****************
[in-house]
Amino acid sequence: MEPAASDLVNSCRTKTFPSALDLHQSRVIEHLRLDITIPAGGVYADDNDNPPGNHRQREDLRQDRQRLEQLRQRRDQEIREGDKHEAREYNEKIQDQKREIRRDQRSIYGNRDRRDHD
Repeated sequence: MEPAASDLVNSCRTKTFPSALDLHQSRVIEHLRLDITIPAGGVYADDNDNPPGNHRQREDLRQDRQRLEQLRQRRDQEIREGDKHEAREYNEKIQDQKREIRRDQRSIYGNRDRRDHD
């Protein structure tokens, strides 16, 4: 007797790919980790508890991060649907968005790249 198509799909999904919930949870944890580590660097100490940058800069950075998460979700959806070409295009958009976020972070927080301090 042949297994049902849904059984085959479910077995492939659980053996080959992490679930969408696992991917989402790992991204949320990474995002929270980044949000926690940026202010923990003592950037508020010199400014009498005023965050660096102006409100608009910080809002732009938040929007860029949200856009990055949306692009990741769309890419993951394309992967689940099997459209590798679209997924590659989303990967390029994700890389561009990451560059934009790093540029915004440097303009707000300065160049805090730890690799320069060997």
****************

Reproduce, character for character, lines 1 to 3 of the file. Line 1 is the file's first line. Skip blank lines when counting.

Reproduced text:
[in-house]
Amino acid sequence: MEPAASDLVNSCRTKTFPSALDLHQSRVIEHLRLDITIPAGGVYADDNDNPPGNHRQREDLRQDRQRLEQLRQRRDQEIREGDKHEAREYNEKIQDQKREIRRDQRSIYGNRDRRDHD
Repeated sequence: MEPAASDLVNSCRTKTFPSALDLHQSRVIEHLRLDITIPAGGVYADDNDNPPGNHRQREDLRQDRQRLEQLRQRRDQEIREGDKHEAREYNEKIQDQKREIRRDQRSIYGNRDRRDHD